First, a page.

Treatment of hepatitis C virus infection in intravenous drug users
Article first published online: 25 OCT 2006
2006 Blackwell Munksgaard
Volume 18, Issue 5, pages 183–192, October 2006
How to Cite
Cowan, M. L. and Maxwell, J. D. (2006), Treatment of hepatitis C virus infection in intravenous drug users. Acta Neuropsychiatrica, 18: 183–192. doi: 10.1111/j.1601-5215.2006.00136.x
- Issue published online: 25 OCT 2006
- Article first published online: 25 OCT 2006
- hepatitis C virus;
- intravenous drug use;
Background: Hepatitis C virus (HCV) infection is common among intravenous drug users, and because of the long latent period, HCV liver disease is set to increase.
Objectives: We sought to examine practice guidelines regarding treatment of HCV in drug users and to review the evidence for current practices.
Methods: A structured search of the Pubmed database, websites of the National Institute for Clinical Excellence and national and international expert groups and opinion of independent experts in the field.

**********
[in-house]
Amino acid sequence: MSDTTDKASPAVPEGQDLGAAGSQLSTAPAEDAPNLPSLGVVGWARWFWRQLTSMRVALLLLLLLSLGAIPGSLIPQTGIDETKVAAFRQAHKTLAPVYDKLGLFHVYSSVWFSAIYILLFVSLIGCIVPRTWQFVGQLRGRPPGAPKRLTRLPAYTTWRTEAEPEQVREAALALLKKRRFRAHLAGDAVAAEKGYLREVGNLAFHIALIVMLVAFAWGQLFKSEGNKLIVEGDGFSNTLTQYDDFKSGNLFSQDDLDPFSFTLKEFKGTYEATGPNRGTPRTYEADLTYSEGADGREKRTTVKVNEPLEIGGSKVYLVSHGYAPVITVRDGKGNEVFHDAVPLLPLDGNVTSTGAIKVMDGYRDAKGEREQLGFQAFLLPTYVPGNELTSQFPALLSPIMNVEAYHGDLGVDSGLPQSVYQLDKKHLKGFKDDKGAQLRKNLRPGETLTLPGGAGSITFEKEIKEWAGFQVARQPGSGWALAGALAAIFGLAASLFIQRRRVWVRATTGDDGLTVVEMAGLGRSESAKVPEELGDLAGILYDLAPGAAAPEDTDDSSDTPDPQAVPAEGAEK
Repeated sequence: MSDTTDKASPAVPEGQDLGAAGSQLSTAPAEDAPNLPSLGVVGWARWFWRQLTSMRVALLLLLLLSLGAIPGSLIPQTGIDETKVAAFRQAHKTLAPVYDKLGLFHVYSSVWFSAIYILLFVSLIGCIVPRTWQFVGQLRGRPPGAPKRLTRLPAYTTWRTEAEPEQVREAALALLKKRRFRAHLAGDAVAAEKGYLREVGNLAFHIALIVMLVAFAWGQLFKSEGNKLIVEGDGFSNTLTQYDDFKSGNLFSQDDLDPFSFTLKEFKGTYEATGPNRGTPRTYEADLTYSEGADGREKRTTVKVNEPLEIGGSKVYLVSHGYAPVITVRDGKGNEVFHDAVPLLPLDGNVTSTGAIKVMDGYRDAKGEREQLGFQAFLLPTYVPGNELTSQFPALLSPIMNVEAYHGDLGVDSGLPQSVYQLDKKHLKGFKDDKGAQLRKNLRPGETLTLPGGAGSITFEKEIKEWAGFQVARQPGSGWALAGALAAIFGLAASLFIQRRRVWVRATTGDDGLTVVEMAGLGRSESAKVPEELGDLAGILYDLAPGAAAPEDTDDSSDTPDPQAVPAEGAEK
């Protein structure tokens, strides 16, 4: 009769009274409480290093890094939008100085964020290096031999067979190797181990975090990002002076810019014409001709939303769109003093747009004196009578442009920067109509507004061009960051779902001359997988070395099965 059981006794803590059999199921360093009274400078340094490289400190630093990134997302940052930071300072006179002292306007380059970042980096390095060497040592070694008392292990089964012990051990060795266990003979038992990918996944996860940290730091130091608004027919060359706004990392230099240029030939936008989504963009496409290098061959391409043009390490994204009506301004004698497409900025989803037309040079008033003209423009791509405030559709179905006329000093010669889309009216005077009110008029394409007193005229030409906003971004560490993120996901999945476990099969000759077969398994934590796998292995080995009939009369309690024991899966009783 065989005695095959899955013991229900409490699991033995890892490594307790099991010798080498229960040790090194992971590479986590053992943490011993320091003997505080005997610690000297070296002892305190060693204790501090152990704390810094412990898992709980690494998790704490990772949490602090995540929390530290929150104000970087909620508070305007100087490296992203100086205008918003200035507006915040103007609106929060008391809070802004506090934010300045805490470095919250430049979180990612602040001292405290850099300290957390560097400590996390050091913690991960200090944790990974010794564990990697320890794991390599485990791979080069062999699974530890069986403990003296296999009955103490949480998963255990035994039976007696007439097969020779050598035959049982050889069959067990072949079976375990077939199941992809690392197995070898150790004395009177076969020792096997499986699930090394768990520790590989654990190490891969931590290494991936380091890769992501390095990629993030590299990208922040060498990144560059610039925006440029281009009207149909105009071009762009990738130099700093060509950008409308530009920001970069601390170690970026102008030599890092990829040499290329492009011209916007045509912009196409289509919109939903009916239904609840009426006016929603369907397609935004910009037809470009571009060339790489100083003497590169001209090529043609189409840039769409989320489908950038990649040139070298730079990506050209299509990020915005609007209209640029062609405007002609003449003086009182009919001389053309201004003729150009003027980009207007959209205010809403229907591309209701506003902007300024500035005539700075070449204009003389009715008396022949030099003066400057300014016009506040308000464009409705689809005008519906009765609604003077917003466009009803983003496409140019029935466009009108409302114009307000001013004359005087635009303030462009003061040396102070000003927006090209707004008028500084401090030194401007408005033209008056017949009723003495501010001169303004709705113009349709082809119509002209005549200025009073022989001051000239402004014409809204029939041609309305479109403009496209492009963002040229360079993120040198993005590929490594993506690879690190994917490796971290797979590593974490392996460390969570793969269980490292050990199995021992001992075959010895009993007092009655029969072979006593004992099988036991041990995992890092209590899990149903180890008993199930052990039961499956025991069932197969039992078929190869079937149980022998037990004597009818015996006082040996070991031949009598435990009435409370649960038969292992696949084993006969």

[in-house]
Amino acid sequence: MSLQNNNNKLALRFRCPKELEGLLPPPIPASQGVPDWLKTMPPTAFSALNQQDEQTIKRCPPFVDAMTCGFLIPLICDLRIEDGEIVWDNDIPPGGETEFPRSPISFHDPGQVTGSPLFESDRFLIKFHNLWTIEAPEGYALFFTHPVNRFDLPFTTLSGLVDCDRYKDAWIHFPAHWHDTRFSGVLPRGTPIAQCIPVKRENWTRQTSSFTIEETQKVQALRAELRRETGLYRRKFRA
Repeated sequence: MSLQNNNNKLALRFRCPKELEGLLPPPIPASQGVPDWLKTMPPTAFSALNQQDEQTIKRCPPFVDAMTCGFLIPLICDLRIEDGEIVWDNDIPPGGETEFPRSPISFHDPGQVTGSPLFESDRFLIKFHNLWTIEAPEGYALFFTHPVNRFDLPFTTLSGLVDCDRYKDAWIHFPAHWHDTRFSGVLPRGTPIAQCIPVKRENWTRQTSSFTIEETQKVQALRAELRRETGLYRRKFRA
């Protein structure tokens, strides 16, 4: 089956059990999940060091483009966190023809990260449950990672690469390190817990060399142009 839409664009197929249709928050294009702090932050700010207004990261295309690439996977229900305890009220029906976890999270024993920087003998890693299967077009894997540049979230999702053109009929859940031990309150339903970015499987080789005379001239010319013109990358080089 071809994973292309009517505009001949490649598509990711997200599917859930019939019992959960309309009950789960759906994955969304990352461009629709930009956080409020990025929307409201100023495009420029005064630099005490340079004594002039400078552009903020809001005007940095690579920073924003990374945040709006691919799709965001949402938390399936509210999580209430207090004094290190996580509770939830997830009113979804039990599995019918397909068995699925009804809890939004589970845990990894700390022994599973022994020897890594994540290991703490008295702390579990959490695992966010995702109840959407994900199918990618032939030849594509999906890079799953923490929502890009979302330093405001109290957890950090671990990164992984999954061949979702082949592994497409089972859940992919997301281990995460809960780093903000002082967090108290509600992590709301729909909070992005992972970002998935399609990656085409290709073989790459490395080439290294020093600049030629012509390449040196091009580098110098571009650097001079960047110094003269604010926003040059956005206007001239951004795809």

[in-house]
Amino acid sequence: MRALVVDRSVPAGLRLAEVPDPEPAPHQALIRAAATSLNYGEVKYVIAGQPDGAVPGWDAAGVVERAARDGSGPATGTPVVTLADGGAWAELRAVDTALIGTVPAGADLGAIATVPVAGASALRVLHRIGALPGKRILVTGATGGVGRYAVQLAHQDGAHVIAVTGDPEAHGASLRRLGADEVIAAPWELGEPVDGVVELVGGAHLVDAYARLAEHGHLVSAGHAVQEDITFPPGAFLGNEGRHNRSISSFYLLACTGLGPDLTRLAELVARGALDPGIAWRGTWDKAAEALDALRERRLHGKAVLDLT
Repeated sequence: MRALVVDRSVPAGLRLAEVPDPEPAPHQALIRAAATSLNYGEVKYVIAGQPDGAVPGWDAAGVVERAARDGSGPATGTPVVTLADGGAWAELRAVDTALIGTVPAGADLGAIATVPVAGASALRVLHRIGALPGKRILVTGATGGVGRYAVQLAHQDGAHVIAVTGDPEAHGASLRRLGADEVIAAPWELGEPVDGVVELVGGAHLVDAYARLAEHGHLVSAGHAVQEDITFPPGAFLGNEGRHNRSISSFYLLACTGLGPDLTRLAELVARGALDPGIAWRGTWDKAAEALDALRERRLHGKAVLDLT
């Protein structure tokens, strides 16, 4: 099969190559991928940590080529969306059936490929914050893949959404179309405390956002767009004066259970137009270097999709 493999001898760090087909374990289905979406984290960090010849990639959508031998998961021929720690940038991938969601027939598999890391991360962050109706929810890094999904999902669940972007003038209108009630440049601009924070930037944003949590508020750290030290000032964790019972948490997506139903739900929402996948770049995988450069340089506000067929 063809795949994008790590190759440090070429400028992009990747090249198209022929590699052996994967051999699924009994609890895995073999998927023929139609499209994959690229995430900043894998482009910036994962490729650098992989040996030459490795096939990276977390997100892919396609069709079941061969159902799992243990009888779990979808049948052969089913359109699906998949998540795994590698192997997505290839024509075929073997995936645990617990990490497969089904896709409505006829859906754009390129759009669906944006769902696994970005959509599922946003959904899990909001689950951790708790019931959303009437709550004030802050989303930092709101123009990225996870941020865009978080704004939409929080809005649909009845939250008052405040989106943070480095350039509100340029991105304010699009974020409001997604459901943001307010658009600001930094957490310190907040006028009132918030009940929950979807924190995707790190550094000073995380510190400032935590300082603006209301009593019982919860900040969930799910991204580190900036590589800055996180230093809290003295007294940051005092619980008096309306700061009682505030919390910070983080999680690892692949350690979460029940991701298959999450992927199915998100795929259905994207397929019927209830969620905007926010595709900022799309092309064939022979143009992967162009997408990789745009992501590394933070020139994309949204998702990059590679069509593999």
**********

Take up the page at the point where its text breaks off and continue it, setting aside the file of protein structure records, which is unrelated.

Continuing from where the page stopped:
Results and Conclusions: All those infected with HCV need to be assessed to ascertain whether they have active ongoing viral replication and the extent of liver damage. HCV-infected individuals should be educated about the modes of transmission and means of reducing the risk of infecting others. They should also be advised to avoid cofactors (especially alcohol) that accelerate the progression of liver disease. Specific treatment with antivirals can cause viral clearance and prevent the progression of liver disease. Therapy is effective in those on opiate-replacement treatments and also in motivated individuals who continue to use intravenous drugs. The decision whether to treat drug users should be made jointly by specialists in the management of viral hepatitis and addiction on a case-by-case basis. Current combination drug regimens are expensive but are claimed to be cost-effective, and are certainly much less costly than managing end-stage liver disease. In addition to satisfactory sustained viral response rates, other benefits such as a beneficial effect on drug habit, self-esteem and rehabilitation have been reported. Encouraging suitable drug users to take-up and comply with treatment seems to be more easily achieved in supportive drug dependency unit settings (rather than the more formal surroundings of a hospital clinic).